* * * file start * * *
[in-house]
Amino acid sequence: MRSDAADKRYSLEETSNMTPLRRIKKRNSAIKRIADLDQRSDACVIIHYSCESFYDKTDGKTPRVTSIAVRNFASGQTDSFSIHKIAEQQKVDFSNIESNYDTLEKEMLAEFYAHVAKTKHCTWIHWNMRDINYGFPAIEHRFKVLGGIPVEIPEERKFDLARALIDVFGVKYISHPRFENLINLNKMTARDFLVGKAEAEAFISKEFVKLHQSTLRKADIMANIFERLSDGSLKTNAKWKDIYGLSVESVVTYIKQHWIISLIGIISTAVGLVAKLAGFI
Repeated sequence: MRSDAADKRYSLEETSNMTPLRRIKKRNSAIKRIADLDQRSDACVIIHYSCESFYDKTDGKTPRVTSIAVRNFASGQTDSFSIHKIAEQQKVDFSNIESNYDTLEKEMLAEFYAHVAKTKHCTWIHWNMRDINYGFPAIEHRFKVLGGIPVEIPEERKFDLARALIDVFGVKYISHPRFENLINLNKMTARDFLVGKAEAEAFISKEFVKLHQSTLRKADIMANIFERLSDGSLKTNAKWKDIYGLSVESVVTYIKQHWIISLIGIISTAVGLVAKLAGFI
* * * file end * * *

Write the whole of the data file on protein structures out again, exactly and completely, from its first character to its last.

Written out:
[in-house]
Amino acid sequence: MRSDAADKRYSLEETSNMTPLRRIKKRNSAIKRIADLDQRSDACVIIHYSCESFYDKTDGKTPRVTSIAVRNFASGQTDSFSIHKIAEQQKVDFSNIESNYDTLEKEMLAEFYAHVAKTKHCTWIHWNMRDINYGFPAIEHRFKVLGGIPVEIPEERKFDLARALIDVFGVKYISHPRFENLINLNKMTARDFLVGKAEAEAFISKEFVKLHQSTLRKADIMANIFERLSDGSLKTNAKWKDIYGLSVESVVTYIKQHWIISLIGIISTAVGLVAKLAGFI
Repeated sequence: MRSDAADKRYSLEETSNMTPLRRIKKRNSAIKRIADLDQRSDACVIIHYSCESFYDKTDGKTPRVTSIAVRNFASGQTDSFSIHKIAEQQKVDFSNIESNYDTLEKEMLAEFYAHVAKTKHCTWIHWNMRDINYGFPAIEHRFKVLGGIPVEIPEERKFDLARALIDVFGVKYISHPRFENLINLNKMTARDFLVGKAEAEAFISKEFVKLHQSTLRKADIMANIFERLSDGSLKTNAKWKDIYGLSVESVVTYIKQHWIISLIGIISTAVGLVAKLAGFI